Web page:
“My message to the German tax payers: We won't cost you anything!” Milanovic told Focus news magazine on Sunday, attempting to allay German fears that Croatian membership might see them digging into their pockets in the not-too-distant future.
“On the contrary, come here, earn money with us!” said the Prime Minister of the EU's newest member. “Even if we collapse, which I'm sure we won't, that would be our, not the German tax payers' problem,” he added.
“Sure, Croatia is not a garden of roses, but it's definitely not Greece!” said Milanovic, adding that Croatia wouldn't be joining the Euro and so would never be in line for a financial bail-out anyway.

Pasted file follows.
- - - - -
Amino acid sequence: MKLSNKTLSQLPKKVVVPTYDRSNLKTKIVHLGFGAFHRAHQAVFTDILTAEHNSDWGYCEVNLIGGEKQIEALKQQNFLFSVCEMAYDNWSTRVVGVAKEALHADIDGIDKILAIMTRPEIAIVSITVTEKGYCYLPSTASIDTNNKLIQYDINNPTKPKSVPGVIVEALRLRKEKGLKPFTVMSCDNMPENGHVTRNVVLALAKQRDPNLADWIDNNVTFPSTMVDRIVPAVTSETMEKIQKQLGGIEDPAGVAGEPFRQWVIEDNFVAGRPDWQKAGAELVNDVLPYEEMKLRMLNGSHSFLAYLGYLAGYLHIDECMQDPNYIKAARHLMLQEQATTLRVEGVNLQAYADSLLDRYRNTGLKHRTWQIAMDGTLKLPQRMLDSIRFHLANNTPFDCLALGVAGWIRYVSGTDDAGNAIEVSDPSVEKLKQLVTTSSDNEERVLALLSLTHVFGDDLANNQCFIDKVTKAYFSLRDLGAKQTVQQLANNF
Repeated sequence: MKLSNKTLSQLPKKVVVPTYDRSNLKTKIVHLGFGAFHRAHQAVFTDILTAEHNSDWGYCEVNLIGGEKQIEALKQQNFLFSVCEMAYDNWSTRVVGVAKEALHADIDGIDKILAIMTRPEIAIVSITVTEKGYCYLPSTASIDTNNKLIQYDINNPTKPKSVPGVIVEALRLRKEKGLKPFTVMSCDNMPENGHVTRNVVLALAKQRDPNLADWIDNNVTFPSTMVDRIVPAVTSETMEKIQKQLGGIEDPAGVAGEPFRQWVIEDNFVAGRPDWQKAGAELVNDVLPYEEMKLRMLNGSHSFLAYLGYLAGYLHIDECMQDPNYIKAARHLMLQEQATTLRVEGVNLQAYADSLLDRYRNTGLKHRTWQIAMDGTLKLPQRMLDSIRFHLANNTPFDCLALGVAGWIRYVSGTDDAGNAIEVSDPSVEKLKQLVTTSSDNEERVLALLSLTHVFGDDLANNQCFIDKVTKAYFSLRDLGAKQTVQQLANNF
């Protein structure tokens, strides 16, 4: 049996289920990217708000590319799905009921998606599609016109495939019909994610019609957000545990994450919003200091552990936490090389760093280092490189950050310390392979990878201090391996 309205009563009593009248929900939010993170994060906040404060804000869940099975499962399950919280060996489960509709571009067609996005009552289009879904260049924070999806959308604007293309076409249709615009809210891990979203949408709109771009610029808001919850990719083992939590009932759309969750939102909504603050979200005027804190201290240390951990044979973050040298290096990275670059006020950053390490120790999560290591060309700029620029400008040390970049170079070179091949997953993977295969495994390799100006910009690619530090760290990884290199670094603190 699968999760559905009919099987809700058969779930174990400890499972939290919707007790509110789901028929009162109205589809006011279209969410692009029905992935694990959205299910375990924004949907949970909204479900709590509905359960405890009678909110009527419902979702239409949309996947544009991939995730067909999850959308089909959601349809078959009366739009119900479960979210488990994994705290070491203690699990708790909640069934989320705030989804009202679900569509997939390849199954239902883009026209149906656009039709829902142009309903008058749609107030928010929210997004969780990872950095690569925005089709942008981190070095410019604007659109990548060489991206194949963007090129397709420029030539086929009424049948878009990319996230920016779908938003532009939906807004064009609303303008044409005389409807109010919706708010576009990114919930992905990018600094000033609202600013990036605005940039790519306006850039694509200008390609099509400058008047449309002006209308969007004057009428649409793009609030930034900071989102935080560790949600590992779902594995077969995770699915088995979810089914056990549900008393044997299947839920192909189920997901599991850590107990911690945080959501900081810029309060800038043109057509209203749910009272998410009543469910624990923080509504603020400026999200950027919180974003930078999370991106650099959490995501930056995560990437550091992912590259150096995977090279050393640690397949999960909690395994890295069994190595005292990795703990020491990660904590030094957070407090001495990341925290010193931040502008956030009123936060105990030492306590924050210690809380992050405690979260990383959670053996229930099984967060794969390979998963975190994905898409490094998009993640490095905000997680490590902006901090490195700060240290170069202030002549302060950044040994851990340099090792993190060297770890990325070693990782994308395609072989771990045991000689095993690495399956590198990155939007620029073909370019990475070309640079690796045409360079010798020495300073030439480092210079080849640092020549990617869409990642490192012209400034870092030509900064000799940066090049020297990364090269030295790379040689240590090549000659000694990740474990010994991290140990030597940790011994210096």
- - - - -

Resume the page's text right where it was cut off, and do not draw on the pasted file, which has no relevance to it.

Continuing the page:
“So everyone can rest assured,” the 46-year-old Social Democrat told the magazine.
Croatia, he reminded Germans, built its motorways long ago and without German money – unlike Poland or Slovakia which had to rely on money from the EU's infrastructure and regional development funds.
The leader even said not to worry about Croatian immigrants coming to Germany for work - they'd all stay put. “Croatians are not a threat to German employees,” he said, adding that his countrymen knew that Germany no longer had any big factories and that only skilled workers were needed.
And so, Milanovic concluded, there was no reason to place work restrictions on low-skilled Croatian workers in Germany.
Chancellor Angela Merkel is among leaders set to attend a celebration marking Croatia becoming the 28th country to join the European Union on July 1st. “That's important to us,” said Milanovic.